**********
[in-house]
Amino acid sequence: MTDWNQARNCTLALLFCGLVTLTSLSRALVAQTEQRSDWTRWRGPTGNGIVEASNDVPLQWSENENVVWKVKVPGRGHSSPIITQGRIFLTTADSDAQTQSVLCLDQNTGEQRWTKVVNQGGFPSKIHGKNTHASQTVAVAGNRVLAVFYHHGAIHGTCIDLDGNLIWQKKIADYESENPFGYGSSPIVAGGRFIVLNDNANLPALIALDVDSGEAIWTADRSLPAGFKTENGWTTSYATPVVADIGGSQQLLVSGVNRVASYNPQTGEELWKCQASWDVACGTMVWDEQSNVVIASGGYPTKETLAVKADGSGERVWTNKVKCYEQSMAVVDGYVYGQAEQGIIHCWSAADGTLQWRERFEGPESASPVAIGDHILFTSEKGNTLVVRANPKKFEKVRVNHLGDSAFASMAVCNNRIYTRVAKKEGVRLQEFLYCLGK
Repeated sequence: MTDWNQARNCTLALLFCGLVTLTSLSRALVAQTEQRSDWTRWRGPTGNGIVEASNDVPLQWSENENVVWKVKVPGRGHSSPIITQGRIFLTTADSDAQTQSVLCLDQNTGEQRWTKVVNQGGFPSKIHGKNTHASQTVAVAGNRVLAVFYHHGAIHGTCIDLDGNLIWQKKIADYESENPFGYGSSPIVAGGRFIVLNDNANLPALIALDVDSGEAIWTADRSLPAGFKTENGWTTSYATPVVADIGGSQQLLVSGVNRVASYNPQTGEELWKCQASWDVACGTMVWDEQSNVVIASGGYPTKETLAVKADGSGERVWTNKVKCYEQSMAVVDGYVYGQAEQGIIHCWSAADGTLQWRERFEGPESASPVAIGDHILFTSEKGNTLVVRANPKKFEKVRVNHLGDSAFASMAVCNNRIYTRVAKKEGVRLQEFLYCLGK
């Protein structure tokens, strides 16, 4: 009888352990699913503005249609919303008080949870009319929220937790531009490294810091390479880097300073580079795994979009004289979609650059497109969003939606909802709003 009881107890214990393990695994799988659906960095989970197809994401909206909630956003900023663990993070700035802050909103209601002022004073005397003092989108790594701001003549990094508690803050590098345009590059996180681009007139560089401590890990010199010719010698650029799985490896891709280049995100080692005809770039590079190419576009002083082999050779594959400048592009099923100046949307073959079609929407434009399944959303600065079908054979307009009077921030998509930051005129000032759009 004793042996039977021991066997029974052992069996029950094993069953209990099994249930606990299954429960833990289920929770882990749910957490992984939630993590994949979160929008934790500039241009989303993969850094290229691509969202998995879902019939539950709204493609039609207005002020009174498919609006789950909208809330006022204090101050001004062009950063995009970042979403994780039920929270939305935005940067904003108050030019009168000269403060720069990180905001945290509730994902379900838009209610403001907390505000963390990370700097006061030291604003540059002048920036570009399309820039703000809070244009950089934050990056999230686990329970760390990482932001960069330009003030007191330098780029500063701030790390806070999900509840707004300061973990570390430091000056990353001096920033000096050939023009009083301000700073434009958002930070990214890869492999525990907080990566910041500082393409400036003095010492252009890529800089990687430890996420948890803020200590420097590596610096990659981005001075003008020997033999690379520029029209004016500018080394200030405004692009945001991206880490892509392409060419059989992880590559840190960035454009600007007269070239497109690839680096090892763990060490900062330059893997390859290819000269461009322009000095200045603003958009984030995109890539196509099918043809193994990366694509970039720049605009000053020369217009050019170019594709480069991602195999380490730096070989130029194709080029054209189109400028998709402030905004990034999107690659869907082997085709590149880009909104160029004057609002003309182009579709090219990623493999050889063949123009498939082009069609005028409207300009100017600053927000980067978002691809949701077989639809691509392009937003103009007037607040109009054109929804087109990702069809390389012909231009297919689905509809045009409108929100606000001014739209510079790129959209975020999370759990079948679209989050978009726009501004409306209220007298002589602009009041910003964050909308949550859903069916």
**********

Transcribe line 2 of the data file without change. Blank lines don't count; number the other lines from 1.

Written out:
Amino acid sequence: MTDWNQARNCTLALLFCGLVTLTSLSRALVAQTEQRSDWTRWRGPTGNGIVEASNDVPLQWSENENVVWKVKVPGRGHSSPIITQGRIFLTTADSDAQTQSVLCLDQNTGEQRWTKVVNQGGFPSKIHGKNTHASQTVAVAGNRVLAVFYHHGAIHGTCIDLDGNLIWQKKIADYESENPFGYGSSPIVAGGRFIVLNDNANLPALIALDVDSGEAIWTADRSLPAGFKTENGWTTSYATPVVADIGGSQQLLVSGVNRVASYNPQTGEELWKCQASWDVACGTMVWDEQSNVVIASGGYPTKETLAVKADGSGERVWTNKVKCYEQSMAVVDGYVYGQAEQGIIHCWSAADGTLQWRERFEGPESASPVAIGDHILFTSEKGNTLVVRANPKKFEKVRVNHLGDSAFASMAVCNNRIYTRVAKKEGVRLQEFLYCLGK